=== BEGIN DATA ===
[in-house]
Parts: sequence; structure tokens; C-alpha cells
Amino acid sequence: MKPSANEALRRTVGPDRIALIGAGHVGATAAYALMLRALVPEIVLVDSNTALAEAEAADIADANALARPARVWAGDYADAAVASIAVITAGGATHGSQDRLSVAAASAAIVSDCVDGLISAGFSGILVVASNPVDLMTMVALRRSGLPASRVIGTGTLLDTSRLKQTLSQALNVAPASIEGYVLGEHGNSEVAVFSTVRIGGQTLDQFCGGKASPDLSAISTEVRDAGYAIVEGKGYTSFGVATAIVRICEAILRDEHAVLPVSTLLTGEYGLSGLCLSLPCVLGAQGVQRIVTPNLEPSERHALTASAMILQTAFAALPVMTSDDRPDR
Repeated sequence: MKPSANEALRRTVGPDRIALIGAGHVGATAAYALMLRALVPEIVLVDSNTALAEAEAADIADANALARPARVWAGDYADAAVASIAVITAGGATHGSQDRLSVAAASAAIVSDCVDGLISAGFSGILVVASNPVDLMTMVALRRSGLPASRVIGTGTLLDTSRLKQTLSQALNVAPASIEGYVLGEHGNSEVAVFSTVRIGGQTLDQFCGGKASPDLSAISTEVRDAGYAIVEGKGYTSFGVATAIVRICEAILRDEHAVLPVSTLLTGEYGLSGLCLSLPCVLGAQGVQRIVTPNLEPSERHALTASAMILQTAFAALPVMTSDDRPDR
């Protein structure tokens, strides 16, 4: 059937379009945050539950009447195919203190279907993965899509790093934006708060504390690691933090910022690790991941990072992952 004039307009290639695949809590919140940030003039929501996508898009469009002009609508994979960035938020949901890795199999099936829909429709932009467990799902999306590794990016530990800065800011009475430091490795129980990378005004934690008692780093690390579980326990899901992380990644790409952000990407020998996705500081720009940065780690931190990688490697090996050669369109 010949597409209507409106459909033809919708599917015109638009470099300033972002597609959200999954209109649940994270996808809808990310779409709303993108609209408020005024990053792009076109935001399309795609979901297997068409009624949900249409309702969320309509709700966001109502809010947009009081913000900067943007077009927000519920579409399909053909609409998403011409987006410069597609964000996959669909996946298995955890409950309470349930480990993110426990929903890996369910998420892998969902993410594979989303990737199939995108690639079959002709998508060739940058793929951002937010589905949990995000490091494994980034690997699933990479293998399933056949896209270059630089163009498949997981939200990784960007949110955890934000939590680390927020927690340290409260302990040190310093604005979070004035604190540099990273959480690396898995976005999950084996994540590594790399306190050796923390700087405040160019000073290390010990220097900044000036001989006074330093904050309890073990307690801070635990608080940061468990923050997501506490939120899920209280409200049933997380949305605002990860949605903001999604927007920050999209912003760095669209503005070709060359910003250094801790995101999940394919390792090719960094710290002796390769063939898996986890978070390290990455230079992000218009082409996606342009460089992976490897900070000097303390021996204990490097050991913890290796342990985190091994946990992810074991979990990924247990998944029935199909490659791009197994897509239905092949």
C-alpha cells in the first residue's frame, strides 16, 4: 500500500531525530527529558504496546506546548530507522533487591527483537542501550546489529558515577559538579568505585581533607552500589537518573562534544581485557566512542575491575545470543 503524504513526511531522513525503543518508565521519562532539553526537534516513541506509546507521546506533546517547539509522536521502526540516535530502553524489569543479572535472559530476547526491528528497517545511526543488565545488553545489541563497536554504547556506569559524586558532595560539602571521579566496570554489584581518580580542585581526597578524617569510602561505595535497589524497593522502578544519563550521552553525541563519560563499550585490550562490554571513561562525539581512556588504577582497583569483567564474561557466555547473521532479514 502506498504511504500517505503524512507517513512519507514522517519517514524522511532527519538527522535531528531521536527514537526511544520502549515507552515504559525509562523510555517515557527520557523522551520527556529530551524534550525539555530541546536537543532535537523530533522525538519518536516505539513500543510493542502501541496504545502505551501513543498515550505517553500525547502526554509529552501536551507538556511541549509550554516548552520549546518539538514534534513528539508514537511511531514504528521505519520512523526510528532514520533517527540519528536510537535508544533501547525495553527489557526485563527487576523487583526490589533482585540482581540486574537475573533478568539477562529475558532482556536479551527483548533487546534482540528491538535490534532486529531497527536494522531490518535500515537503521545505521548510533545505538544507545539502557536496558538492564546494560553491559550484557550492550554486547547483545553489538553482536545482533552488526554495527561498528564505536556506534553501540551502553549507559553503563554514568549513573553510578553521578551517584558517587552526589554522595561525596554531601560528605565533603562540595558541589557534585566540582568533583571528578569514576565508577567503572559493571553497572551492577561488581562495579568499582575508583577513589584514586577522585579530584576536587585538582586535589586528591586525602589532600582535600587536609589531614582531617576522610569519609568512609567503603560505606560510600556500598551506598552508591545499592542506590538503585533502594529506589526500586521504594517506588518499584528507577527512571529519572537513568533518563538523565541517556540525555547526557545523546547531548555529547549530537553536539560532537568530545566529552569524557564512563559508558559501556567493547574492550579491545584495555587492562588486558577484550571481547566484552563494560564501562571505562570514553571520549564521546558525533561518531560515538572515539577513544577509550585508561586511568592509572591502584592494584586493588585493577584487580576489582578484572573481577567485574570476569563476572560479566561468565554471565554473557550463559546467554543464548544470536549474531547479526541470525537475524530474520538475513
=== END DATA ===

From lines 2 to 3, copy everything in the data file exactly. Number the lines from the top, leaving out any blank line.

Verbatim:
Parts: sequence; structure tokens; C-alpha cells
Amino acid sequence: MKPSANEALRRTVGPDRIALIGAGHVGATAAYALMLRALVPEIVLVDSNTALAEAEAADIADANALARPARVWAGDYADAAVASIAVITAGGATHGSQDRLSVAAASAAIVSDCVDGLISAGFSGILVVASNPVDLMTMVALRRSGLPASRVIGTGTLLDTSRLKQTLSQALNVAPASIEGYVLGEHGNSEVAVFSTVRIGGQTLDQFCGGKASPDLSAISTEVRDAGYAIVEGKGYTSFGVATAIVRICEAILRDEHAVLPVSTLLTGEYGLSGLCLSLPCVLGAQGVQRIVTPNLEPSERHALTASAMILQTAFAALPVMTSDDRPDR